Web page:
contributions validation methodology
Contributions, Validation Methodology
  • Contributions
    • A simple yet relatively comprehensive RDBMS architecture
    • Decomposition into 4 components
    • Identification of depedencies
  • Validation
    • Ability to explain academic and commercial RDBMSs
    • Expert opinion, authors have architected multiple DBMSs
proposed approach
Proposed Approach
  • Four Components (Figure 1, pp. 44)
    • A Process Manager
    • Query Processing Engine
    • Transactional Storage Subsystem
    • Shared Utilities, e.g. Disk space management
  • Interactions among components
    • Not explicit in Figure 1
    • Implicit:
      • Left-top to lower-right flow
component 1 process manager
Component 1 – Process Manager
  • Responsibilities - Organization of processes
  • Platform: Uni-processor, High-performance OS threads
  • Two Options
    • Process per user (connection)
      • Issues - scalability
    • Server Process (+ I/O Process per disk)
      • Dispatcher thread, log manager thread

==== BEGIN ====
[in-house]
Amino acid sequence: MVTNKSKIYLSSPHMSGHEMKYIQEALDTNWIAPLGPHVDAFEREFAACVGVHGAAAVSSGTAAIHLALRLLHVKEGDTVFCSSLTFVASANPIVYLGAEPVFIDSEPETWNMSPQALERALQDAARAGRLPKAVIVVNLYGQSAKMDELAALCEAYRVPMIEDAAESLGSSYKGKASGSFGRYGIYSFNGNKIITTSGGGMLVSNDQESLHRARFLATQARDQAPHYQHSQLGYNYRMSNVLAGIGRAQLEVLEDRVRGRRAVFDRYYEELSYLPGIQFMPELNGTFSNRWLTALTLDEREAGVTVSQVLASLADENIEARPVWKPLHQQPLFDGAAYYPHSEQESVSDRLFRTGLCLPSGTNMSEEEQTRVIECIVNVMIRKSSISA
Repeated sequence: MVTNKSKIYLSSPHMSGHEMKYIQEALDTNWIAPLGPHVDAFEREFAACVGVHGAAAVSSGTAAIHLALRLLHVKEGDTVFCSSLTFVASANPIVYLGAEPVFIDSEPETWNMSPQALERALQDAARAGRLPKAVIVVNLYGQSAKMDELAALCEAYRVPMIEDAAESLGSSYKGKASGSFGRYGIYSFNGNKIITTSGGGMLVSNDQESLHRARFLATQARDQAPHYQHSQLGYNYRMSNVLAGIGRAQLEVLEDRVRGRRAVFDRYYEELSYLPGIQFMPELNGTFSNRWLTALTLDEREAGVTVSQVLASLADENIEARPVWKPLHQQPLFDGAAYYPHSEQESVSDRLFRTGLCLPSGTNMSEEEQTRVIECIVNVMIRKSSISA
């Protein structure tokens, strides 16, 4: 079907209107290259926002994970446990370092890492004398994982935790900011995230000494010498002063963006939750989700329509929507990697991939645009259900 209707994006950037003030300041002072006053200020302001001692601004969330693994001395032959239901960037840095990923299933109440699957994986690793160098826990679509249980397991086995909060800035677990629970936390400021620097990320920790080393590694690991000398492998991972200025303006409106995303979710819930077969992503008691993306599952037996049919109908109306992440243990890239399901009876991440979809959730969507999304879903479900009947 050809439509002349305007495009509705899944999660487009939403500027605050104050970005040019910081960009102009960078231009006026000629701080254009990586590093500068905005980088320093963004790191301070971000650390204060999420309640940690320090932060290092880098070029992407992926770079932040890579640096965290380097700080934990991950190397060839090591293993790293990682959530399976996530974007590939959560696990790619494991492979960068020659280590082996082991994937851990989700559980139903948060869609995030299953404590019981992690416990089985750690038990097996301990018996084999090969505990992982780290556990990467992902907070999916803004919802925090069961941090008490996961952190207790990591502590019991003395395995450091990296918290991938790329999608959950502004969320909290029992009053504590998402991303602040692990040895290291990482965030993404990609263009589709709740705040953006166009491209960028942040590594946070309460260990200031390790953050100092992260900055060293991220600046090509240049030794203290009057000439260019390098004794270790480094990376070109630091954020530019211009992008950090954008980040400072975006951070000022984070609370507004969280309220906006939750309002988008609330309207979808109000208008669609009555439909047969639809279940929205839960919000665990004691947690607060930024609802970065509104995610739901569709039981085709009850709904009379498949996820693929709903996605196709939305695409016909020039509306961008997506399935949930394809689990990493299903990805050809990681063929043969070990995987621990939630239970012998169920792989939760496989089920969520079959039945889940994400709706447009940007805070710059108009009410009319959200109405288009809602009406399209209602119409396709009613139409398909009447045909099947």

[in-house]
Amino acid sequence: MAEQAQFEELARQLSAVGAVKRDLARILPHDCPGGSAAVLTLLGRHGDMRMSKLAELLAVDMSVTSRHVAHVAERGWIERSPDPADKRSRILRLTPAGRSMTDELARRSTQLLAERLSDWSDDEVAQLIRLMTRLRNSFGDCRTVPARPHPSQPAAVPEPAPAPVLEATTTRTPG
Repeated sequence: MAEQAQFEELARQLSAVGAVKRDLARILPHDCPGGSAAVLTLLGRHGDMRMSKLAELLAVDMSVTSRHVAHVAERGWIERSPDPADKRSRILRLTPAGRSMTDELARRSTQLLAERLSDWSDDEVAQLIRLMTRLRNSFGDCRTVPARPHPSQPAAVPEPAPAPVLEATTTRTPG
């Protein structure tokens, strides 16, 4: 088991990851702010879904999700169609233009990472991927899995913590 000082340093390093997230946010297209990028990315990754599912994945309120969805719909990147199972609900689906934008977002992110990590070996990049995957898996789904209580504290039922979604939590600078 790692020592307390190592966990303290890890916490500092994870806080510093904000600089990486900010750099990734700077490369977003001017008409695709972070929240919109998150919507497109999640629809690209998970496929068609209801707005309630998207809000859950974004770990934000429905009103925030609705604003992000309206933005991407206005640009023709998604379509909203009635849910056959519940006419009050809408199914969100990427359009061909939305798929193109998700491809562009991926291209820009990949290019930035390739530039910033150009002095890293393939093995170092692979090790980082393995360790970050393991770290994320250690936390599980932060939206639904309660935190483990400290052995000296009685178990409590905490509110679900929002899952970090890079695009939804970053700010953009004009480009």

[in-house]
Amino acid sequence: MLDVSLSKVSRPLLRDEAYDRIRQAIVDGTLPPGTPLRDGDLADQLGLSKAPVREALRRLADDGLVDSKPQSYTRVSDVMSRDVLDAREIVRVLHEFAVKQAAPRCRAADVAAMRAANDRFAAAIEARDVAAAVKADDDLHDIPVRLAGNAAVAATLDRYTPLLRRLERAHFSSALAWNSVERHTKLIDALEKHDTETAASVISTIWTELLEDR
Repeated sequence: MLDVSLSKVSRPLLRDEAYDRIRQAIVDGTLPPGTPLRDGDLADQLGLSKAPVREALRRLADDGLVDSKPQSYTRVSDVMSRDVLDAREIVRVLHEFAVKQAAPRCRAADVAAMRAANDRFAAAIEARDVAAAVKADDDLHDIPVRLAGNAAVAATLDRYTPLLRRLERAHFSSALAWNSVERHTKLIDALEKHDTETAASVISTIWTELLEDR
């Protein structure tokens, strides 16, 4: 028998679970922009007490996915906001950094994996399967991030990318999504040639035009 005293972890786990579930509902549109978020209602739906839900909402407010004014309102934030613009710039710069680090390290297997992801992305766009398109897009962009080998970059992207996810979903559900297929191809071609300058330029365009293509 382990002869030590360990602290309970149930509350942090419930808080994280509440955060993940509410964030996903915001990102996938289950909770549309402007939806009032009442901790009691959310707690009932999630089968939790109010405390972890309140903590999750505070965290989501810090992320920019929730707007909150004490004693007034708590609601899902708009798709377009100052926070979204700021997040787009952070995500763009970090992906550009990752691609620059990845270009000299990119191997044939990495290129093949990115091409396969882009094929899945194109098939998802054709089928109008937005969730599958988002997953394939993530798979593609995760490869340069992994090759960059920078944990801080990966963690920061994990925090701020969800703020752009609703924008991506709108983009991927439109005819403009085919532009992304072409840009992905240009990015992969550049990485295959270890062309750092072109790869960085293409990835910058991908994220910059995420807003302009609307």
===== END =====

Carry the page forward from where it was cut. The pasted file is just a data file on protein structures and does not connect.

• Pool of worker threads
      • Shared data (e.g. log, I/O buffer) in common heap space
      • Issues – asynchronous I/O, protection across threads, …
  • Client – Server communication
    • network socket
  • Q? What is new in this paper relative to Parallel Database paper by DeWitt et al.?
component 1 issues
Component 1 – Issues
  • Mapping DBMS threads to OS Processes
    • Absence of OS threads – page 50
    • Commercial examples – last para, sec. 2.2.1, page 51
  • Parallelism (Figures 5-7, pp. 52-54)
    • Shared memory – previous architectures port easily
    • Shared nothing
      • Query processing parallelizes w/ horizontal data partitioning
      • 2 phase commit need communication
      • Partial failure
    • Shared disk
      • Distributed lock manager, cache coherency protocol, …
  • Admission Control
    • Avoid thrashing ( working set > memory buffers)
    • Control number of connections, number of queries
component 2 query processor
Component 2 – Query Processor
  • Responsibility:
    • SQL query  execution plan (Fig. 8, pp. 64)
  • Subcomponents
    • Parsing and Authorization
    • Catalogs
    • Query rewrite – views, constant expressions, semantic optimization, sub-query flattening
    • Optimizer – plan space, selectivity estimation, search, parallelism, extensibility, auto-tuning, …
    • Executor – iterator model (Figure 9, pp. 68)